Saddam was goaded in various ways. He was also led to
believe he had the green light to attack Kuwait. In
any case, he never needed much convincing to flex his
muscles. Prudently, the USA secured
approval from the UN for its subsequent actions. The
UN was implicated
overtly from that point onwards in America's
machinations in the region.

The war, when it came in August 1990, was brief and
highly effective. In less than six weeks about 88,000
tons of explosives, with the equivalent power of seven
atomic bombs, were dropped on Iraq. The
weapons of mass destruction deployed by the USA
included depleted uranium projectiles, fuel-air
asphyxiation bombs, and cluster bombs. Other barbaric
methods were also adopted such as the use of earth
moving equipment to bury Iraqi soldiers alive who were
too afraid to
leave their trenches. However, the main targets were
the country's economic, industrial, and social

Liberation of Kuwait was only part of the overall
intention. Brzezinski and Scowcroft, security advisors
to presidents Carter and Bush, asserted, "the United
States is in the Persian Gulf to stay" (Foreign
Affairs, May-June 1997). For long-term strategic
control of Iraq, and
its oil resources, the country had to be reduced to a
shambles. The social, economic, political, and
military willingness and capability to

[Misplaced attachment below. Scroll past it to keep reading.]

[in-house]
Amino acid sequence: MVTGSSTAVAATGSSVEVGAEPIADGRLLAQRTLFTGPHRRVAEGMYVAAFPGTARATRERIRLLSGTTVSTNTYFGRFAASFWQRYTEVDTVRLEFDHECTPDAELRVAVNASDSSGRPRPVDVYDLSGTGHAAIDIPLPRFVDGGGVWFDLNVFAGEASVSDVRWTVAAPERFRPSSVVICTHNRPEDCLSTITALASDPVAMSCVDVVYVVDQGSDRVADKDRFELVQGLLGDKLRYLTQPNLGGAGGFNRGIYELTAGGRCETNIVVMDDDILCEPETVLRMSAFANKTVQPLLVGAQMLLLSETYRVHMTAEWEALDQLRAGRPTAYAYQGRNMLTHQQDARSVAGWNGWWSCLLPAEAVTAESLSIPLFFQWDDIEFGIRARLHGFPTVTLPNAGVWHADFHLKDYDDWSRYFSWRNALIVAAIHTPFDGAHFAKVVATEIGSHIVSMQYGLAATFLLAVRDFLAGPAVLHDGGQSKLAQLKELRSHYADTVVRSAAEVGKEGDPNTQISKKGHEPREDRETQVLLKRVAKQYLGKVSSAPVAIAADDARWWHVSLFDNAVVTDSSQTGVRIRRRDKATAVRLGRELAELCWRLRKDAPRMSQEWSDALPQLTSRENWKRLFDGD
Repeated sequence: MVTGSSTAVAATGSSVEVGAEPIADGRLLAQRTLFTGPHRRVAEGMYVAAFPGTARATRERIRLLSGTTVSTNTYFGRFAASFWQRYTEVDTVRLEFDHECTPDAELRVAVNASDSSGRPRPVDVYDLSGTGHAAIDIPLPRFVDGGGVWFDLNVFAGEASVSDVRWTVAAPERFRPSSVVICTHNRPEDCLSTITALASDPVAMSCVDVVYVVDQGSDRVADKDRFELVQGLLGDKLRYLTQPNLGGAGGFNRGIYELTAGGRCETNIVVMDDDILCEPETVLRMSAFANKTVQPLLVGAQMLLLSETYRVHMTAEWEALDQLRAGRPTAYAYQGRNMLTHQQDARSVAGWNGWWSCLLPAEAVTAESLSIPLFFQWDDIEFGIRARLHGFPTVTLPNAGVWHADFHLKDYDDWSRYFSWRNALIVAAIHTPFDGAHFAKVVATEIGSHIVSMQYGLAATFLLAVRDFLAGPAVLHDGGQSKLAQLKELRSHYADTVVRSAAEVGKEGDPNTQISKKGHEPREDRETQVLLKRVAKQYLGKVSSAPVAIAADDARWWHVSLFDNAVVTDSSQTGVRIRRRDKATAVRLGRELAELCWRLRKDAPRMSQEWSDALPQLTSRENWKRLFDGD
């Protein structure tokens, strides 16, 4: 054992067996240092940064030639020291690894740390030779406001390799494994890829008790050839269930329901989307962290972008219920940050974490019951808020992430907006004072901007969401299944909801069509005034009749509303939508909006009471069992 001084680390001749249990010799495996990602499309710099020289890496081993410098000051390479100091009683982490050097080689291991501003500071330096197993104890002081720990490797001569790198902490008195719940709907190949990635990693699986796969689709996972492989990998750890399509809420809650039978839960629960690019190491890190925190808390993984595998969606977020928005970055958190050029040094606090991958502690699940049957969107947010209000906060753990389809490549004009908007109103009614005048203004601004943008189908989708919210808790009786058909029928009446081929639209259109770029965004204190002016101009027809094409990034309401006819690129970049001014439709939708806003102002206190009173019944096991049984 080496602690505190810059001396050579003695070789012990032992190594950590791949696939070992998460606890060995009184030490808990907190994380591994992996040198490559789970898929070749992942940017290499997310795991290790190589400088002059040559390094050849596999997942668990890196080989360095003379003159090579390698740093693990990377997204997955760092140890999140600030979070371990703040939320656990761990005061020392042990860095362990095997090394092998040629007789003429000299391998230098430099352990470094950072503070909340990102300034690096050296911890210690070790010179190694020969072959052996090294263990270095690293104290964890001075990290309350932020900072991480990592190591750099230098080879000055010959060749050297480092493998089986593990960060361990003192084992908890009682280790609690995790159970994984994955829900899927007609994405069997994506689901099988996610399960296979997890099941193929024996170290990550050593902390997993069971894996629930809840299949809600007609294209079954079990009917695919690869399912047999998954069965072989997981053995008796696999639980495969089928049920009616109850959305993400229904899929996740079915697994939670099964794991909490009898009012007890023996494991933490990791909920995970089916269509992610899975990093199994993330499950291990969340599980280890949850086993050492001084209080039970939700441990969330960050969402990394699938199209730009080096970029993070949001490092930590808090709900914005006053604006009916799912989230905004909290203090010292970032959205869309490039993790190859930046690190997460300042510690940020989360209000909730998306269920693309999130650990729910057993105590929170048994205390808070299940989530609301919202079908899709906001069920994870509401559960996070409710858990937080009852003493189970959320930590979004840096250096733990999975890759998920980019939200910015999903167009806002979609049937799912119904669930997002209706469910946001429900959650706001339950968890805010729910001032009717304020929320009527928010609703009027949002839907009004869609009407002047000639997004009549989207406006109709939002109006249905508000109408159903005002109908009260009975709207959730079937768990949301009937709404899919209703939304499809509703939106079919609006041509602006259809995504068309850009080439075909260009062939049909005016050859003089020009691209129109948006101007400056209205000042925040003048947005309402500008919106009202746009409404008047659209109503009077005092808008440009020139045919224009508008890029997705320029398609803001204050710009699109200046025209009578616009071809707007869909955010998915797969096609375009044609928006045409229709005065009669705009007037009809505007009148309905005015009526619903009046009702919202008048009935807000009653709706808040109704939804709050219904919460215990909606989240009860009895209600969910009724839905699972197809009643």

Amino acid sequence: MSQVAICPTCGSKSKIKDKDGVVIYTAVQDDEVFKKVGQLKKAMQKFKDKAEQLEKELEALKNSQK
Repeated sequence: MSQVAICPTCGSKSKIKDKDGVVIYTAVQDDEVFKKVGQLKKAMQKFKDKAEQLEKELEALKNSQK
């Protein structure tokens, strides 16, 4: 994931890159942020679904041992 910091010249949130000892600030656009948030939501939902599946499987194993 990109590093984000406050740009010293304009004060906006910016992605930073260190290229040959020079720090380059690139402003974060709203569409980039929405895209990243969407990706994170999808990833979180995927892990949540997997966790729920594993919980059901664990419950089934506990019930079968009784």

resist had to be destroyed. This suited Israel and its
supporters just as well.

Finish Them Off With the Silent Deadly Remedy
Again, war was not deemed enough. Preparation for the
next stage was meticulous. Propaganda, misinformation,
and outright lies were used on
a scale that dwarfs Britain's infamous dossier and
other mind-making efforts associated with the 2003
war. The tool chosen was sanctions;
described by Woodrow Wilson as the 'silent deadly
remedy'. And so it proved to be for the majority of
ordinary Iraqis. The ruling elite, by
contrast, grew stronger and benefited hugely. The UN,
under pressure from the US government, imposed a
strict regime of sanction on Iraq
that was maintained for thirteen years. The ensuing
devastation was on a biblical scale.

The genocide inflicted by the sanctions on  Iraqi
people is well documented. The damage was clear as
early as late-1991 when a Harvard team published their
shocking report. However, the most disturbing
accounts came from UN agencies and their staff in
Iraq. Denis Halliday and Hans von Sponeck, who
resigned in disgust, are prime examples.

The UN Food and Agriculture Organisation reported in
1995 that "more than one million Iraqis have died-
567,000 of them children- as a direct result of the
economic sanctions…" Madeleine Albright thought
that price was acceptable. It seems astonishing, but
some commentators still hold that viewpoint today (see
Foreign Affairs, July-August 2004).

And the carnage mounted despite the sham of the
oil-for-food programmeintroduced in 1996 and the
'smart' sanctions of 2000. A whole
generation of children was blighted, hundreds of
thousands perished, and highly qualified people left
the country in droves. As promised by
James Baker in 1991, Iraq regressed to the